What Investors Should Know About Sands China Ltd.’s (HKG:1928) Financial Strength

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There are a number of reasons that attract investors towards large-cap companies such as Sands China Ltd. (HKG:1928), with a market cap of HK$302b. One reason being its ‘too big to fail’ aura which gives it the appearance of a strong and stable investment. However, the key to extending previous success is in the health of the company’s financials. Today we will look at Sands China’s financial liquidity and debt levels, which are strong indicators for whether the company can weather economic downturns or fund strategic acquisitions for future growth. Note that this information is centred entirely on financial health and is a high-level overview, so I encourage you to look further into 1928 here.

View our latest analysis for Sands China

Does 1928 Produce Much Cash Relative To Its Debt?

Over the past year, 1928 has ramped up its debt from US$4.4b to US$5.6b , which includes long-term debt. With this rise in debt, the current cash and short-term investment levels stands at US$2.7b , ready to be used for running the business. Moreover, 1928 has generated US$3.0b in operating cash flow in the last twelve months, leading to an operating cash to total debt ratio of 55%, signalling that 1928’s operating cash is sufficient to cover its debt.

Can 1928 meet its short-term obligations with the cash in hand?

At the current liabilities level of US$1.9b, it appears that the company has maintained a safe level of current assets to meet its obligations, with the current ratio last standing at 1.64x. The current ratio is the number you get when you divide current assets by current liabilities. Generally, for Hospitality companies, this is a reasonable ratio as there’s enough of a cash buffer without holding too much capital in low return investments.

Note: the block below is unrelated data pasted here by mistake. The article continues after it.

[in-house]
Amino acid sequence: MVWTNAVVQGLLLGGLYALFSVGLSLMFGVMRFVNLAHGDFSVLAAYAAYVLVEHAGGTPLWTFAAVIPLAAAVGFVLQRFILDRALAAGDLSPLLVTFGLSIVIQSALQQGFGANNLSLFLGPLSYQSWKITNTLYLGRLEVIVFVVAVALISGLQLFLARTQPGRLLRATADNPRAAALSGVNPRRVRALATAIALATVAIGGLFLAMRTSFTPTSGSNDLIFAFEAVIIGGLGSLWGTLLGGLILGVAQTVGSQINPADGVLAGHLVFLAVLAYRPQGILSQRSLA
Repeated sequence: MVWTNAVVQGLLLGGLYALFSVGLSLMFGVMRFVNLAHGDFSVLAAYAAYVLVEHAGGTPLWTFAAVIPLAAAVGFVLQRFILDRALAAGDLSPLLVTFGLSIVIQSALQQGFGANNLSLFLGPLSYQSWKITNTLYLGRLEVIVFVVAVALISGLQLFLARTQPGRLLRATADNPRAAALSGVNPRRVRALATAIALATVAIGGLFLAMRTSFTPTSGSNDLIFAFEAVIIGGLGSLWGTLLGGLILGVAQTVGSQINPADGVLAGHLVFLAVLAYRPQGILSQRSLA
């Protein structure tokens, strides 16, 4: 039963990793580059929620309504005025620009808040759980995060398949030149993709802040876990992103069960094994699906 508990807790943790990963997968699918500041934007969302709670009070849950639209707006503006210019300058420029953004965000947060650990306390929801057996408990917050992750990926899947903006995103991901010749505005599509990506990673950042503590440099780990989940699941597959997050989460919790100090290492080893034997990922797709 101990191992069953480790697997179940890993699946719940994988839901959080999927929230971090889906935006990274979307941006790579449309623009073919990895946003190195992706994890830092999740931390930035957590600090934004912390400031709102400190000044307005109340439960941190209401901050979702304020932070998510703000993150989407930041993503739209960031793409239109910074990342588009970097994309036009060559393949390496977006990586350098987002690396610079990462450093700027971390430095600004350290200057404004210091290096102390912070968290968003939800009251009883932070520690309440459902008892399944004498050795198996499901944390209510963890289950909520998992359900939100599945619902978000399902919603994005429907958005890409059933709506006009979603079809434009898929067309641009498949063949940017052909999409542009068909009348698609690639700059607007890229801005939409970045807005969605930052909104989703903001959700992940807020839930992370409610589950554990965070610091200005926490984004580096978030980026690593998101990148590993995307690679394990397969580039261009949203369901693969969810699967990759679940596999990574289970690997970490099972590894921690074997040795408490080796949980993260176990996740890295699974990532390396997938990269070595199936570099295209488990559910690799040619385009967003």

SEHK:1928 Historical Debt, June 12th 2019
SEHK:1928 Historical Debt, June 12th 2019

Can 1928 service its debt comfortably?

With total debt exceeding equities, Sands China is considered a highly levered company. This is common amongst large-cap companies because debt can often be a less expensive alternative to equity due to tax deductibility of interest payments. Accordingly, large companies often have lower cost of capital due to easily obtained financing, providing an advantage over smaller companies. We can check to see whether 1928 is able to meet its debt obligations by looking at the net interest coverage ratio. Net interest should be covered by earnings before interest and tax (EBIT) by at least three times to be safe. For 1928, the ratio of 11.47x suggests that interest is comfortably covered. High interest coverage serves as an indication of the safety of a company, which highlights why many large organisations like 1928 are considered a risk-averse investment.

Next Steps:

Although 1928’s debt level is towards the higher end of the spectrum, its cash flow coverage seems adequate to meet obligations which means its debt is being efficiently utilised. Since there is also no concerns around 1928’s liquidity needs, this may be its optimal capital structure for the time being. I admit this is a fairly basic analysis for 1928’s financial health. Other important fundamentals need to be considered alongside. You should continue to research Sands China to get a better picture of the large-cap by looking at:

  1. Future Outlook: What are well-informed industry analysts predicting for 1928’s future growth? Take a look at our free research report of analyst consensus for 1928’s outlook.
  2. Valuation: What is 1928 worth today? Is the stock undervalued, even when its growth outlook is factored into its intrinsic value? The intrinsic value infographic in our free research report helps visualize whether 1928 is currently mispriced by the market.
  3. Other High-Performing Stocks: Are there other stocks that provide better prospects with proven track records? Explore our free list of these great stocks here.

We aim to bring you long-term focused research analysis driven by fundamental data. Note that our analysis may not factor in the latest price-sensitive company announcements or qualitative material.

If you spot an error that warrants correction, please contact the editor at editorial-team@simplywallst.com. This article by Simply Wall St is general in nature. It does not constitute a recommendation to buy or sell any stock, and does not take account of your objectives, or your financial situation. Simply Wall St has no position in the stocks mentioned. Thank you for reading.